You're Not Alone

Watch the short film

I first met Joakim Noah in the wake of my documentary film, The Interrupters. Joakim was a fan. As we got talking, along with Cobe Williams, one of the principals in The Interrupters, we shared stories of how profoundly the violence affected friends–and affected us.

Talk to people who have lost a loved one to the street violence and the thing that’s so striking–and unsettling–is how completely isolated they feel. Many never talk about their grief and anger. They pull inward. And yet in listening to them it’s clear that their experiences are profoundly similar–and so this video has a rather simple intent: to let people–especially young people–know they’re not alone.

Our hope is that the video will be used in schools or in after-school programs. Or that it’ll be shown to healthcare workers and to politicians. Pass it around. To borrow from Abbie Hoffman: Please steal this video.

Credits:
A Joakim Noah production
Directed by Alex Kotlowitz
Produced by Zak Piper
Edited by Ryan Buckley and Karen Weinberg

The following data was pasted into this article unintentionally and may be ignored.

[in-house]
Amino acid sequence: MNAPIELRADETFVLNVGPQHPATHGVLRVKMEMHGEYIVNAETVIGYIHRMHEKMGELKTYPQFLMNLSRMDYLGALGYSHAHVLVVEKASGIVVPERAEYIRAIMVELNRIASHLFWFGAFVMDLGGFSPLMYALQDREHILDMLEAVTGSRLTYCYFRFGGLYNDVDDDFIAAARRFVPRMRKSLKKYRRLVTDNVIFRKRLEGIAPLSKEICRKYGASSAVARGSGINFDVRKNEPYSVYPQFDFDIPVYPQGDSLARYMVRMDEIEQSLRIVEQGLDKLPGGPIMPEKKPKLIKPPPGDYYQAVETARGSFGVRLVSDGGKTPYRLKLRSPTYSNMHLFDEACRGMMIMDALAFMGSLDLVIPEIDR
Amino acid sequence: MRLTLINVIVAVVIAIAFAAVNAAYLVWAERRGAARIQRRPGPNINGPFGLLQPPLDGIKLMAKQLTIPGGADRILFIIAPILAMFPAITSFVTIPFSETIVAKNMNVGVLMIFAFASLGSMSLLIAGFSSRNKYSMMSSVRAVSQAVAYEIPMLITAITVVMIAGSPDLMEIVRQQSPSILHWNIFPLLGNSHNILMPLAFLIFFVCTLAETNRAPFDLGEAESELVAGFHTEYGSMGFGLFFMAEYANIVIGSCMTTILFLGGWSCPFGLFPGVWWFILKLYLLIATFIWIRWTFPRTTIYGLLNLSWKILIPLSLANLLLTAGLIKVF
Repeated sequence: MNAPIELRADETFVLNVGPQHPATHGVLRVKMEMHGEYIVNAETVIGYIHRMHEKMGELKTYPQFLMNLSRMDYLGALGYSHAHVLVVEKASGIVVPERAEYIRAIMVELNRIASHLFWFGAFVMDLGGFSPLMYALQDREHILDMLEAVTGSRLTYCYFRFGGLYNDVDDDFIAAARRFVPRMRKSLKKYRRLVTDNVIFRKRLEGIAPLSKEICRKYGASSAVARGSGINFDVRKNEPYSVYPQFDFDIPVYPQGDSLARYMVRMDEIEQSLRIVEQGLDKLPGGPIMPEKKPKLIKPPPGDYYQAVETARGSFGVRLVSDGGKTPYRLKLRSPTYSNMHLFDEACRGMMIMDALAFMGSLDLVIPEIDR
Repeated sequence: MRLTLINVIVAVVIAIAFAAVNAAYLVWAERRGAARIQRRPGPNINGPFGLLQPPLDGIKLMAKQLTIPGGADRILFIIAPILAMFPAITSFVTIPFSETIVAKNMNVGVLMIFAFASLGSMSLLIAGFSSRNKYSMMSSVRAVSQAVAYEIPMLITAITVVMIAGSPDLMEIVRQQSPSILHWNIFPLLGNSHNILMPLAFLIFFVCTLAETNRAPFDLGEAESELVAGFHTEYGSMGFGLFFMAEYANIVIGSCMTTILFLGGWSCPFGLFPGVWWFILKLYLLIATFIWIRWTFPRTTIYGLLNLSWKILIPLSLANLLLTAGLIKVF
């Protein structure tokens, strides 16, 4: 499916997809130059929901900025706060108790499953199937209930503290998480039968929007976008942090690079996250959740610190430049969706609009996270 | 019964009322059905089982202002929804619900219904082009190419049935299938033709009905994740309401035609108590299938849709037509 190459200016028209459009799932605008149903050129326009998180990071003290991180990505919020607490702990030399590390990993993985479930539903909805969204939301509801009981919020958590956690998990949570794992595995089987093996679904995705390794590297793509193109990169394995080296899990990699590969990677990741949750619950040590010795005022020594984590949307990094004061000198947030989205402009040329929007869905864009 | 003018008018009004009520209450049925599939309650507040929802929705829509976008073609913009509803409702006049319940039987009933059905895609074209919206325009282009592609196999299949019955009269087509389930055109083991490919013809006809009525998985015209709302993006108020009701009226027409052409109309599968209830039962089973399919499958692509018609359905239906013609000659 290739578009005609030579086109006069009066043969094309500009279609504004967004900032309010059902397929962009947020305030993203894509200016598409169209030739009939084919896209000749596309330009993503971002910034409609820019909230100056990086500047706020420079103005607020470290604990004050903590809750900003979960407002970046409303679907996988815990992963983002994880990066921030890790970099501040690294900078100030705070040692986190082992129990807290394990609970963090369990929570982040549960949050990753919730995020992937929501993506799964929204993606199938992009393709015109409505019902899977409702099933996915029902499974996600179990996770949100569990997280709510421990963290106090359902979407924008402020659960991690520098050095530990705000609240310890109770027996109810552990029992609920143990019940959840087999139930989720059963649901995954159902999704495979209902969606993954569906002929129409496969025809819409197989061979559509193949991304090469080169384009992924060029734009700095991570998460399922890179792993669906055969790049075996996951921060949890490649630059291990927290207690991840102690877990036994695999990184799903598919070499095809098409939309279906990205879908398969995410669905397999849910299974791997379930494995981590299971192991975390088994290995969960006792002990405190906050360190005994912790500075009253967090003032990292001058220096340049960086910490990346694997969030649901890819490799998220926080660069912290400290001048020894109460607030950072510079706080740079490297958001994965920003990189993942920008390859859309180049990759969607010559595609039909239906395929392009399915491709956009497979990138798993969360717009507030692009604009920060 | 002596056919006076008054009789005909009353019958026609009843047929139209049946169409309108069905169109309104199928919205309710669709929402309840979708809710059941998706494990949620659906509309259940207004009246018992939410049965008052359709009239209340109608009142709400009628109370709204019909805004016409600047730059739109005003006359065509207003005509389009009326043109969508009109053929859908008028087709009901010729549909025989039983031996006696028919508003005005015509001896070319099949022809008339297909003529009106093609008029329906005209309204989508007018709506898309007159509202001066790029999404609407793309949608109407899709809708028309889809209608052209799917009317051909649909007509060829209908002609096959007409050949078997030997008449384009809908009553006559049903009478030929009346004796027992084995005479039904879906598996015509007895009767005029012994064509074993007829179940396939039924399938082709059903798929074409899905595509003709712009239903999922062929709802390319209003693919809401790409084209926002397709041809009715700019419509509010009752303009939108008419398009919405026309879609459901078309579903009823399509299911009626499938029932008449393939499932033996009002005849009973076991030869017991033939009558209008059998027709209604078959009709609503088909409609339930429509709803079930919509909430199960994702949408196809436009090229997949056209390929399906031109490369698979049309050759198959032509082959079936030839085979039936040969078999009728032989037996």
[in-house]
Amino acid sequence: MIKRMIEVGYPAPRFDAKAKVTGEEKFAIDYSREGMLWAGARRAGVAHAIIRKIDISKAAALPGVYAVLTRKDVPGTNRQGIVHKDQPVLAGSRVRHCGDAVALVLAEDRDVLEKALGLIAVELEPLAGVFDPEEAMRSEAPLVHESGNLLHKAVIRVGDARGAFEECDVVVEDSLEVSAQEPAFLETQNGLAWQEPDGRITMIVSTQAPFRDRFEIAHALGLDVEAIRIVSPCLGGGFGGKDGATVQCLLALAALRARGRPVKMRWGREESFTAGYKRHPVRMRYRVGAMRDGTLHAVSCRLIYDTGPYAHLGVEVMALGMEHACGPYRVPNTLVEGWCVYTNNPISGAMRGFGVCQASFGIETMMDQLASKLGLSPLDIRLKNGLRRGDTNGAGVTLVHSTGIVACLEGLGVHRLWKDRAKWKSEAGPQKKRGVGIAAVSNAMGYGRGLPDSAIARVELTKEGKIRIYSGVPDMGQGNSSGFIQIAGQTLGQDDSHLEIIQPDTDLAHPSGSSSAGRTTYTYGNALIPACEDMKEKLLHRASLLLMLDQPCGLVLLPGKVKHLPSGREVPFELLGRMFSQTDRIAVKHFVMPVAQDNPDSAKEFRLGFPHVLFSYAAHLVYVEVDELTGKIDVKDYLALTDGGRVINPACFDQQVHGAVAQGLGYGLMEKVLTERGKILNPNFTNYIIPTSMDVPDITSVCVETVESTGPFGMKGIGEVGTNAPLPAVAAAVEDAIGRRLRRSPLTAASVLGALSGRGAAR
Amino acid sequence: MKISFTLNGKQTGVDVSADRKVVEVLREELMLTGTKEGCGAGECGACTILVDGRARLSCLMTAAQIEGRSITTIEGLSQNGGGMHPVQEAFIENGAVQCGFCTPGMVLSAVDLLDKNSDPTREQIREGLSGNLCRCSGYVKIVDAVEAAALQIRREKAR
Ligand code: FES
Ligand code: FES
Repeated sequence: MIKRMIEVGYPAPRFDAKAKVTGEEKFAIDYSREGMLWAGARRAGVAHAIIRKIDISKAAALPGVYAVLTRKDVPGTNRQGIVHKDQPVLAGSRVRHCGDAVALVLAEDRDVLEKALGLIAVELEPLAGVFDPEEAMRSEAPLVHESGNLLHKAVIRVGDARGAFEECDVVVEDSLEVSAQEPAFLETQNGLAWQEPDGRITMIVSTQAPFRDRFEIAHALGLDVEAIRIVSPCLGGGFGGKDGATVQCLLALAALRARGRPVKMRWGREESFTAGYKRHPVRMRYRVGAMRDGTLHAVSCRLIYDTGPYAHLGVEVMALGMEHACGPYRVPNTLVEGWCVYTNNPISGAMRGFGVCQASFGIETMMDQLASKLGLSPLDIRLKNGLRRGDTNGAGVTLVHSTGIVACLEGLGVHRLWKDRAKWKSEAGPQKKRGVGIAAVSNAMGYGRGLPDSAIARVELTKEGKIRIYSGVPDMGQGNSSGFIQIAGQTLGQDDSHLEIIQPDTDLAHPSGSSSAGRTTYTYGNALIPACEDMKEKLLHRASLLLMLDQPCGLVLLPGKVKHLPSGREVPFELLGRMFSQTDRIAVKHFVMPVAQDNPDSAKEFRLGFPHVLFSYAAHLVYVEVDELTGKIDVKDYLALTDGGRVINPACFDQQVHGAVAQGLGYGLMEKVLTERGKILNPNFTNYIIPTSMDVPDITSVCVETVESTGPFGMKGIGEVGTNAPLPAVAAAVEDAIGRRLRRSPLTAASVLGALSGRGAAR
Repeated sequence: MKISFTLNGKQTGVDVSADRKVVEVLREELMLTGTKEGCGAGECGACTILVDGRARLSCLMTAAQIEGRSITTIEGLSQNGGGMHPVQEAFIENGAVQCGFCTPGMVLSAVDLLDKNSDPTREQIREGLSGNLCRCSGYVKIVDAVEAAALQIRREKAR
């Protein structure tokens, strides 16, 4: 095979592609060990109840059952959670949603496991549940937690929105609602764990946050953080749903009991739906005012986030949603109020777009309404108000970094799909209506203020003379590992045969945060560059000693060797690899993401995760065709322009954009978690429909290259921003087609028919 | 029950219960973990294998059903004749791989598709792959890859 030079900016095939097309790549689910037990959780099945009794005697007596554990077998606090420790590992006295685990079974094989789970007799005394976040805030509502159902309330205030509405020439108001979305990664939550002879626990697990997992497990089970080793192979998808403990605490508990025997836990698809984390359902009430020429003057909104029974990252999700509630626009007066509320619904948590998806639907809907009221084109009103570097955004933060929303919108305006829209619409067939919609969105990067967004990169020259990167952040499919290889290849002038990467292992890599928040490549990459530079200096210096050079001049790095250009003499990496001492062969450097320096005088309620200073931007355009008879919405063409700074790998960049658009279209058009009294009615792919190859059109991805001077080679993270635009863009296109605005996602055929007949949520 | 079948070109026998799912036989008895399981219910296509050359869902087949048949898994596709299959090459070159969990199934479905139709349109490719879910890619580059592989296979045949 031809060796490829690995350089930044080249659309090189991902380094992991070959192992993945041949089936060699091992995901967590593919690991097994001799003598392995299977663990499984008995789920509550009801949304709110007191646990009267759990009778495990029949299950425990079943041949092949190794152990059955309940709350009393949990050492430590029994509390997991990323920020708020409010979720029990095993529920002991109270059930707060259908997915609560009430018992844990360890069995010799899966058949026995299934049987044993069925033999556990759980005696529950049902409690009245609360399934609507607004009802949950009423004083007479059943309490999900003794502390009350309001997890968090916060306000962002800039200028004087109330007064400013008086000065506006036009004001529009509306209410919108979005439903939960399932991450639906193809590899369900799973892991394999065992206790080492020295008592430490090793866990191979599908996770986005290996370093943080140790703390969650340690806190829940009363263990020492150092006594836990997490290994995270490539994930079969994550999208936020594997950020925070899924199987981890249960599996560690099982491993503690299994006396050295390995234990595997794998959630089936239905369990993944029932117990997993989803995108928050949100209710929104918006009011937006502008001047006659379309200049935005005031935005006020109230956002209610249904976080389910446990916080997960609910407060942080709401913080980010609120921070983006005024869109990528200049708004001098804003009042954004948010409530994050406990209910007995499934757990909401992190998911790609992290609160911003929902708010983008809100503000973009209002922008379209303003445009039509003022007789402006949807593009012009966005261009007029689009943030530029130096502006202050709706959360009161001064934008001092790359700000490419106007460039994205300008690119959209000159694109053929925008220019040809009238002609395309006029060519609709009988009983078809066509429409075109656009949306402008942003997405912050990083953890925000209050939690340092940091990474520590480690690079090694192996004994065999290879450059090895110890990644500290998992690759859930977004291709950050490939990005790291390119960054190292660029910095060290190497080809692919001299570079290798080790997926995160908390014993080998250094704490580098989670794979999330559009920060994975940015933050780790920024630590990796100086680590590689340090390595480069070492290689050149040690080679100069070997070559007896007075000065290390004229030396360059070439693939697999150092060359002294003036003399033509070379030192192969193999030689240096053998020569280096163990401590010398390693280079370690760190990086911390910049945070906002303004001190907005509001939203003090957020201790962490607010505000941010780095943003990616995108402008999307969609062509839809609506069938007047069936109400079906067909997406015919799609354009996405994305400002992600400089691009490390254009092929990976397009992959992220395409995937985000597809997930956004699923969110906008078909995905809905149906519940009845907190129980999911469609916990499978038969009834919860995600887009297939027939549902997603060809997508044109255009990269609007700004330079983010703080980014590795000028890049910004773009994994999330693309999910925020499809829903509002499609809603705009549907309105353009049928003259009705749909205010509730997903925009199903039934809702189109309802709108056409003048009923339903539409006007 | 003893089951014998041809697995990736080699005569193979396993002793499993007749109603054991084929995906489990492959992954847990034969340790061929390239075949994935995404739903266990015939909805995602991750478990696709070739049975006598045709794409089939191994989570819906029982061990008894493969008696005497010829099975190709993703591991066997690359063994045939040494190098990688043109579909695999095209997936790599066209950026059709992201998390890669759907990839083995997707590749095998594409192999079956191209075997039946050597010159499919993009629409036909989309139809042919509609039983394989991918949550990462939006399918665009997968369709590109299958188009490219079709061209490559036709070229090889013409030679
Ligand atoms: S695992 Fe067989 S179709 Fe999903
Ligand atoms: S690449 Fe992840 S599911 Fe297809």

Books

Chicago is one of America’s most iconic, historic, and fascinating cities. For Alex Kotlowitz, an accidental Chicagoan, it is the perfect perch from which to peer into America’s heart.

Separated by a river, St. Joseph and Benton Harbor are two Michigan towns that are geographically close, yet worlds apart. St. Joseph is a prosperous, predominately white lakeshore community while Benton Harbor is impoverished and predominately black. When the body of Eric McGinnis, a black teenage boy from Benton Harbor, is found in the river that separates the towns, relations between the two communities grow increasingly strained as longheld misperceptions and attitudes surface. 

There Are No Children Here chronicles two years in the lives of two boys, Lafeyette and Pharoah, struggling to survive in Chicago’s Henry Horner Homes, a public housing complex disfigured by crime and neglect. 

© 2017, Alex Kotlowitz. All rights reserved